Rage Session #3 Character Development

In our previous sessions, we discussed our 3 act or triangle method of writing story outlines. One of the components in your story will be how do your characters evolve over the course of time and those events. When developing characters, I also use the 3 act outline or triangle for this method as well.

In character development, we have to evolve our character, they have to change in regards to the obstacles they face and how that shapes their character. For instance, you and I are not the same people we were a few years ago. Some people have a moment where they can change drastically over a short period; consider a broken relationship, a family tragedy, or even an environmental impact. But not all character development needs to be pushed by things on such a grand scale. Consider something another character says   in a conversation or something a character hears other characters talking about. Each of these types of scenarios can change the development of a character.

Breaking this down in terms of our triangle, we would have…

Character initial state>>>>>trigger event>>>>>> Character post event.

If we look back at our previous sessions, we can use the above path to evolve our kid that is going to the store and losing his money. In terms of character development, the fact our kid is playing with his money on his way to the store shows his relaxed nature towards money. If the character was really protective of his money, he would have had it in his pocket, wallet or some how protecting it.

In the event of the character losing their money as a result from playing with it, the character can not buy what they were going to the store for. As a result from this triggering event (losing the money) the character needs to resolve how they will change, if at all. For instance the character could have a new found appreciation for money and it shows in his following actions. Or the character could not learn anything, which is also character development.

Depending on your character, not every event will teach them life lessons. Let me explain. Think of every day encounters we all have that doesn’t necessarily change our behaviors. For instance, we still have hunger and wars even though we see images, videos and news casts about these kinds of things. However, some people need to experience things to change instead of seeing images or videos, thats whats makes everyone different. You don’t want all of your characters behaving the same way.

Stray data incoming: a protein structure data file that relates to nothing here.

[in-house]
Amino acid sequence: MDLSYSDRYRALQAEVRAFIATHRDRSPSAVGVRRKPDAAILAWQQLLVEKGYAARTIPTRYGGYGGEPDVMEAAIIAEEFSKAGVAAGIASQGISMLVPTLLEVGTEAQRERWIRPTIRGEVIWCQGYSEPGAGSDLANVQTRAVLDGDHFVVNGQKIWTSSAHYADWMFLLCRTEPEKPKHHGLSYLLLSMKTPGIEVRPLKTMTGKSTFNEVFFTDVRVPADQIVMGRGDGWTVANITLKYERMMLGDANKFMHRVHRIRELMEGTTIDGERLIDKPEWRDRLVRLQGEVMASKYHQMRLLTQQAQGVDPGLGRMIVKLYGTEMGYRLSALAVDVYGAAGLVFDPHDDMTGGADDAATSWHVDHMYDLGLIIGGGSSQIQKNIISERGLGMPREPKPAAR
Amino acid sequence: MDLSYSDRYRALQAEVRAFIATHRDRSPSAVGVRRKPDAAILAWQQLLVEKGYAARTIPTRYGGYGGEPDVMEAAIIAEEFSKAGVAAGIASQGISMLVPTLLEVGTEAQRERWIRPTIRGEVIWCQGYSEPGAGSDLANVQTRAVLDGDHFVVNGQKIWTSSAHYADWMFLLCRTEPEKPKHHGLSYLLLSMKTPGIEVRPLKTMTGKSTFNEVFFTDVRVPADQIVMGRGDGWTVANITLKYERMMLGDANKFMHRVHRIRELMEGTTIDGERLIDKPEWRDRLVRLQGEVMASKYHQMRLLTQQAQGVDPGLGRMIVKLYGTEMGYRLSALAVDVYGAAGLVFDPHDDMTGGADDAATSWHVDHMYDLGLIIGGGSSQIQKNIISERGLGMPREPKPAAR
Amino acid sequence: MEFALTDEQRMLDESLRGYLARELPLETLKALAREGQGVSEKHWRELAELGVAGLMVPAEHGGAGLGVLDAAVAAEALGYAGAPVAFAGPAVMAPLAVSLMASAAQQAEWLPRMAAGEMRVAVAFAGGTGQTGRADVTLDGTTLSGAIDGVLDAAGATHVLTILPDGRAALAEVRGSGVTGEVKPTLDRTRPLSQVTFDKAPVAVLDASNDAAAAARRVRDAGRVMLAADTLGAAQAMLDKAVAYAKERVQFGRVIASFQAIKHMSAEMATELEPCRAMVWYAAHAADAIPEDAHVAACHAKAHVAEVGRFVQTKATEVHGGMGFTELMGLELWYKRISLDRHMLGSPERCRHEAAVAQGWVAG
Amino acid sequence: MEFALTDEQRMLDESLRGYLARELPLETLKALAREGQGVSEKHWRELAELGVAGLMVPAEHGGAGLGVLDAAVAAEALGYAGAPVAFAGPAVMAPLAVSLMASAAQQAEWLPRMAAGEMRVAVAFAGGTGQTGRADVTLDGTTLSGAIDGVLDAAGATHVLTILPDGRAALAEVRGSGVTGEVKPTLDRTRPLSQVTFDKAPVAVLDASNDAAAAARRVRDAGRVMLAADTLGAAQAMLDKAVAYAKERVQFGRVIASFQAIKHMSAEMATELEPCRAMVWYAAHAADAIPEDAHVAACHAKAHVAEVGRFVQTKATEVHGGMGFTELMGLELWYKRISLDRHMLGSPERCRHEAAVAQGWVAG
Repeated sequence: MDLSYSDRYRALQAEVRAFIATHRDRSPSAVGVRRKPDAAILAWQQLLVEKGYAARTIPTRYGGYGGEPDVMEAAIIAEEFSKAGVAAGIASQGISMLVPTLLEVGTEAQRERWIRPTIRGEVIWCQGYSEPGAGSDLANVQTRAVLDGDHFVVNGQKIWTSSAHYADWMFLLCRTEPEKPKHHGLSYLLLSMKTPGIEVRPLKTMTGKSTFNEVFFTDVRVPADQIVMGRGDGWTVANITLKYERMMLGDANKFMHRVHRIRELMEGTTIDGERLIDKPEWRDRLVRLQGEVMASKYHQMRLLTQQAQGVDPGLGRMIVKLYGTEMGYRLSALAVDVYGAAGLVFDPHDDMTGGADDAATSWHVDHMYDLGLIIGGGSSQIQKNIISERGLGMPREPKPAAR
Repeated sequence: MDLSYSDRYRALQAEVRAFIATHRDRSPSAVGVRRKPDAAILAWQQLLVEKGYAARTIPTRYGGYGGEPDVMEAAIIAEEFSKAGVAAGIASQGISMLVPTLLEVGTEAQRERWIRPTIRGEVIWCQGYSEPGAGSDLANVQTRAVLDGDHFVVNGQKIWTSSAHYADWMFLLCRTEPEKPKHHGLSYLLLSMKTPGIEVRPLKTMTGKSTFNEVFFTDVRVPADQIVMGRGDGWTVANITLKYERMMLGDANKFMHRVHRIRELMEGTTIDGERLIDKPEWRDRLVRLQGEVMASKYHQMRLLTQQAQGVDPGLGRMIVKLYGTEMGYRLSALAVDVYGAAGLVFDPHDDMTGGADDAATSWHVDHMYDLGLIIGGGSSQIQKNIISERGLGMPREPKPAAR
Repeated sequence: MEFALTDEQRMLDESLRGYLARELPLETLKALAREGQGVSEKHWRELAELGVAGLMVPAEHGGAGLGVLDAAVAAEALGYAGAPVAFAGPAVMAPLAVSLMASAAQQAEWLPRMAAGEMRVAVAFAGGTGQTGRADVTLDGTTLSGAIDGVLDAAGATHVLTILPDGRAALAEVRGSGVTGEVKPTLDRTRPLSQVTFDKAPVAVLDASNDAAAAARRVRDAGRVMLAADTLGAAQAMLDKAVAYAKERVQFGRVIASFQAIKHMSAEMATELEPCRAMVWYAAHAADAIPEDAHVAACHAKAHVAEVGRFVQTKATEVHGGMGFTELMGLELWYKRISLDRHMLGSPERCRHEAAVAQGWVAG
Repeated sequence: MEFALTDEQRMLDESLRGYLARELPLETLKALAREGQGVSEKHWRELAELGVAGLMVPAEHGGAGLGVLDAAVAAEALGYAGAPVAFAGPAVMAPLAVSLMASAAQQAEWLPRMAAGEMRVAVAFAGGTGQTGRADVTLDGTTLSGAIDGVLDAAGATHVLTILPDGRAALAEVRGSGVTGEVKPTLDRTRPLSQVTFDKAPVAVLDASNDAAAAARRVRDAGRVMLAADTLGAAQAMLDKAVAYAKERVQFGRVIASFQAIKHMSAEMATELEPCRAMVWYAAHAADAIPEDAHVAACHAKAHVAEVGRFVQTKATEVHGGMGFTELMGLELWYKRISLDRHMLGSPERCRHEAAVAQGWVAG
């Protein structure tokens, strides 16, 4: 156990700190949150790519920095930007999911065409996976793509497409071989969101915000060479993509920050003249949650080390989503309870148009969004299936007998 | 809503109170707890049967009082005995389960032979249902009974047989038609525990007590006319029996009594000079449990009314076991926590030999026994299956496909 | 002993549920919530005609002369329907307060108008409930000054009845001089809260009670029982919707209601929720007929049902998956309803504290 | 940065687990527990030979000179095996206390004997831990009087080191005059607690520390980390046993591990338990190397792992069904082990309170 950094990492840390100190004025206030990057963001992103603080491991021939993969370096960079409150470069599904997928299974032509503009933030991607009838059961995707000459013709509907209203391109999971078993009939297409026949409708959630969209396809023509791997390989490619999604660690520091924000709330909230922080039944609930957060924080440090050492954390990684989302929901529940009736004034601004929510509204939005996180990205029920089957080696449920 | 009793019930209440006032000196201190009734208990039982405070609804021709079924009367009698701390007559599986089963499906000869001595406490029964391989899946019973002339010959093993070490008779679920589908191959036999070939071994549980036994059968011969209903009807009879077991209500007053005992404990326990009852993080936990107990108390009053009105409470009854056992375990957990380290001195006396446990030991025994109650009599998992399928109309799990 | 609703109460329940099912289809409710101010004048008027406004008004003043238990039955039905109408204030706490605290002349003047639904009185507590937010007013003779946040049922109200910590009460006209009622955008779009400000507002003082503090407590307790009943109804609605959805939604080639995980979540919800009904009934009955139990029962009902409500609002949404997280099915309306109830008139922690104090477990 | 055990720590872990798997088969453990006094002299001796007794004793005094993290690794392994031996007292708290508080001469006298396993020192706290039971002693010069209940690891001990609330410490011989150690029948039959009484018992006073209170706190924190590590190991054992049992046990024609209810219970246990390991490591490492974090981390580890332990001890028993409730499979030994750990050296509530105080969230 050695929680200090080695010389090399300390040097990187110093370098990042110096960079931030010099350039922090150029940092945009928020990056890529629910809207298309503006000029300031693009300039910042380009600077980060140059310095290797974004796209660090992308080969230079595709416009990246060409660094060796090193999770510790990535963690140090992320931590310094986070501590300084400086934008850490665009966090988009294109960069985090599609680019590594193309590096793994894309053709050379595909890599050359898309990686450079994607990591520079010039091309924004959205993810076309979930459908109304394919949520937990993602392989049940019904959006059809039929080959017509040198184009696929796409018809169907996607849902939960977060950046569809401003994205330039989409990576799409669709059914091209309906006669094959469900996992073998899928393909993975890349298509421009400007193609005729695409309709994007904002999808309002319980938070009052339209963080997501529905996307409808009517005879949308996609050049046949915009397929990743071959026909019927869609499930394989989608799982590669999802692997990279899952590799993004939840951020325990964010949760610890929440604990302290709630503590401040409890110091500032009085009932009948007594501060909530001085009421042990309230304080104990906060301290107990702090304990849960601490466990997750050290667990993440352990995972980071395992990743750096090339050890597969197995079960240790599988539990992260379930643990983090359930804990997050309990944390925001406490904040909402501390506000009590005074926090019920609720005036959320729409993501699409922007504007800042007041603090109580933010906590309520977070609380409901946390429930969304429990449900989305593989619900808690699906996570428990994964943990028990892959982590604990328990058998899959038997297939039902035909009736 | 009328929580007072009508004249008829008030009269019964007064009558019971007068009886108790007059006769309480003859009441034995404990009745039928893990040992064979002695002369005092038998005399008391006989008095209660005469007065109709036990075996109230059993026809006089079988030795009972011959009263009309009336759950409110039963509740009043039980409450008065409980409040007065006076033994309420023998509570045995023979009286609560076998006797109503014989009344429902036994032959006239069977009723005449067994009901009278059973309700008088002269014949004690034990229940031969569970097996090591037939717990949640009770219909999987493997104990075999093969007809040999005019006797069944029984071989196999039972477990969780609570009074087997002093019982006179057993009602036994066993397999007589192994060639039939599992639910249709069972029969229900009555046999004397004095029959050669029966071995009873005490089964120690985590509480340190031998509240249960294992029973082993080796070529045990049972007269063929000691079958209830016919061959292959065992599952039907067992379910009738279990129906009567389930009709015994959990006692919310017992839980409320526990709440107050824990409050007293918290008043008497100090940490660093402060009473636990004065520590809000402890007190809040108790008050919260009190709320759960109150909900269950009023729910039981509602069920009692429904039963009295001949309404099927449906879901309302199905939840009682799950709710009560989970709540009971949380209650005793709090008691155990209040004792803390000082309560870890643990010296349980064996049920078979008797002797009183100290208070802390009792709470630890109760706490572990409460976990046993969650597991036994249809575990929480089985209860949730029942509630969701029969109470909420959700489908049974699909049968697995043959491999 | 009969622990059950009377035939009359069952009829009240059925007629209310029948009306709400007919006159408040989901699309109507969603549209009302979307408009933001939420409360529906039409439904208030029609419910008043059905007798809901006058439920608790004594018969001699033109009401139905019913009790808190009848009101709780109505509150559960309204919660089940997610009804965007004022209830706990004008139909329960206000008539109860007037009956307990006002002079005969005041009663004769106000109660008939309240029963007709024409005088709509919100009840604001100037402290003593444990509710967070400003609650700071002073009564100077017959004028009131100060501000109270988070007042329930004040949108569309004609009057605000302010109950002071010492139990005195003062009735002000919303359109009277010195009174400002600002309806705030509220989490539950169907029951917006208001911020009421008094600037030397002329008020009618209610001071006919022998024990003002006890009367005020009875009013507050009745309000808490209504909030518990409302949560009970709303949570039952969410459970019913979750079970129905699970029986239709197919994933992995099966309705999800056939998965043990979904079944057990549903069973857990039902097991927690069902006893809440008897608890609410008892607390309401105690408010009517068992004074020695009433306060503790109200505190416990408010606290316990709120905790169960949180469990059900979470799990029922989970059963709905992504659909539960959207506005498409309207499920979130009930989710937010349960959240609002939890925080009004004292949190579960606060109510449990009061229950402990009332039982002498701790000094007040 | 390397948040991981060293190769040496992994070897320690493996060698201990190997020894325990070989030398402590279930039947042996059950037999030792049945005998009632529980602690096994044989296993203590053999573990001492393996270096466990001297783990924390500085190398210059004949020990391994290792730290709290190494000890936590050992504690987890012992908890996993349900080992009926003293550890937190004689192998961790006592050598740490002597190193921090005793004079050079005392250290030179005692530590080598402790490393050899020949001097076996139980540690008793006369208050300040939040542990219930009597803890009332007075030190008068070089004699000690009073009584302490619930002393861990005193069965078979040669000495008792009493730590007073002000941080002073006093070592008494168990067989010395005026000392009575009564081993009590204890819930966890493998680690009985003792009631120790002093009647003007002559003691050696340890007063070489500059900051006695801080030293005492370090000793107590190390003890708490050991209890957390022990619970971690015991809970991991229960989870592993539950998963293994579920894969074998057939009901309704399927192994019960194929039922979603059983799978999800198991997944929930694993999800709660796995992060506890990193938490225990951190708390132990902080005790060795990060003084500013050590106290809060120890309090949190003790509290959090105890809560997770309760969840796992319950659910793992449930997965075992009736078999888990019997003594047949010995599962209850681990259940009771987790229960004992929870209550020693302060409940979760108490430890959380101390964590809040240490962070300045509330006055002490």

When developing characters, we can treat their development like story arcs. Characters can be going through a couple developments at once. Again relating our story of the kid and the store, when we talked about multiple arcs, we included an arc with a bully. So within this story, the character could develop a stance on money but also develop their relationship with the bully; does their relationship get worse or do they come to understand one another.

The character’s development can take the form of several arcs, and like the story arcs we discussed previously, they can intermingle with one another, one arc can be completed within the development of another arc and so on. Now spread this across the board with multiple characters and not just your main character.

Not all character changes happen smoothly however. Sometimes characters experience a triggering event, and they can not cope with it. The event can be so devastating or unbelievable that the character fails to come to grips with the result. This event could conflict with what the character thought they knew or a strong belief they had. Characters can struggle with their new development for a variety of reasons, fear of change or they don’t like what they are becoming are some possible routes among many others.

Next week we will go over some more on character development and in finding ways to model the characters and to help them make decisions within the world you have created.


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